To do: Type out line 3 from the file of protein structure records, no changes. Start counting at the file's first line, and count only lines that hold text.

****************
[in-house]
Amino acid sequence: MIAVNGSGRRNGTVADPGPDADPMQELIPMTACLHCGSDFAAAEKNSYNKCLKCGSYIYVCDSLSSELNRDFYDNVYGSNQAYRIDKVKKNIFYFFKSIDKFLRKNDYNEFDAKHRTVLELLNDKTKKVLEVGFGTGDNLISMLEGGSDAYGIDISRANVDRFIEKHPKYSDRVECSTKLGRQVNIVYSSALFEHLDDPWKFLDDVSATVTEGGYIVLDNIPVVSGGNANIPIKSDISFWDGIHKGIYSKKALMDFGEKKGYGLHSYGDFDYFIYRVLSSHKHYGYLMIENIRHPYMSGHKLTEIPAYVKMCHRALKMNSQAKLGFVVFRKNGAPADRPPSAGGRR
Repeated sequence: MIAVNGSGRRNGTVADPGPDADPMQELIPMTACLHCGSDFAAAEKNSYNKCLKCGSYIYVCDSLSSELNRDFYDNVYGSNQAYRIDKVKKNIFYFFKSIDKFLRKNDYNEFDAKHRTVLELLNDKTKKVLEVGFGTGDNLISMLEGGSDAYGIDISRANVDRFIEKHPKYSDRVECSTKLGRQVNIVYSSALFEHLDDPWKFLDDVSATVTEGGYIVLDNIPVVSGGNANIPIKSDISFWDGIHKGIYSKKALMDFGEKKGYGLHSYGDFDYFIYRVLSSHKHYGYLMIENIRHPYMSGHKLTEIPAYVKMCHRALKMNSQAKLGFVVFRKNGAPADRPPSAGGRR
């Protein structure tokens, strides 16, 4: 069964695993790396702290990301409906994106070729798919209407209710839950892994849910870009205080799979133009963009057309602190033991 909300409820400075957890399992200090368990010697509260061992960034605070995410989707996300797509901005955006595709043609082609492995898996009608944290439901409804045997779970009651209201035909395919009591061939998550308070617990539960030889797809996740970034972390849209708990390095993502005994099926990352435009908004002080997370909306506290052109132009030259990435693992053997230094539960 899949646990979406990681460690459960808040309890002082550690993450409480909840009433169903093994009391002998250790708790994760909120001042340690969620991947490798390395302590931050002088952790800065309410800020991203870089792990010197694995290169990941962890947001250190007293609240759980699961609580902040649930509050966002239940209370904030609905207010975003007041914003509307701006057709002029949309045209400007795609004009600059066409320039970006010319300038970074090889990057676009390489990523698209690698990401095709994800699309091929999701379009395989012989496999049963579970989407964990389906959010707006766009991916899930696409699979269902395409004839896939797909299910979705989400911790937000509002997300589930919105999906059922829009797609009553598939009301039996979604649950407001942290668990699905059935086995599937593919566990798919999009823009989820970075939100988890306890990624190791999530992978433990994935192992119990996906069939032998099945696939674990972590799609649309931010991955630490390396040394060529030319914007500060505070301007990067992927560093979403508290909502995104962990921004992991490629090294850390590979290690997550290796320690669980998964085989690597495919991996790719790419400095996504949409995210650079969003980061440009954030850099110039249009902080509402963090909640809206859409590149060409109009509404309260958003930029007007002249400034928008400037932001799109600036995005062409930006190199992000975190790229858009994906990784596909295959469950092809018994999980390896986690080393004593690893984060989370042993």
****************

Repeated sequence: MIAVNGSGRRNGTVADPGPDADPMQELIPMTACLHCGSDFAAAEKNSYNKCLKCGSYIYVCDSLSSELNRDFYDNVYGSNQAYRIDKVKKNIFYFFKSIDKFLRKNDYNEFDAKHRTVLELLNDKTKKVLEVGFGTGDNLISMLEGGSDAYGIDISRANVDRFIEKHPKYSDRVECSTKLGRQVNIVYSSALFEHLDDPWKFLDDVSATVTEGGYIVLDNIPVVSGGNANIPIKSDISFWDGIHKGIYSKKALMDFGEKKGYGLHSYGDFDYFIYRVLSSHKHYGYLMIENIRHPYMSGHKLTEIPAYVKMCHRALKMNSQAKLGFVVFRKNGAPADRPPSAGGRR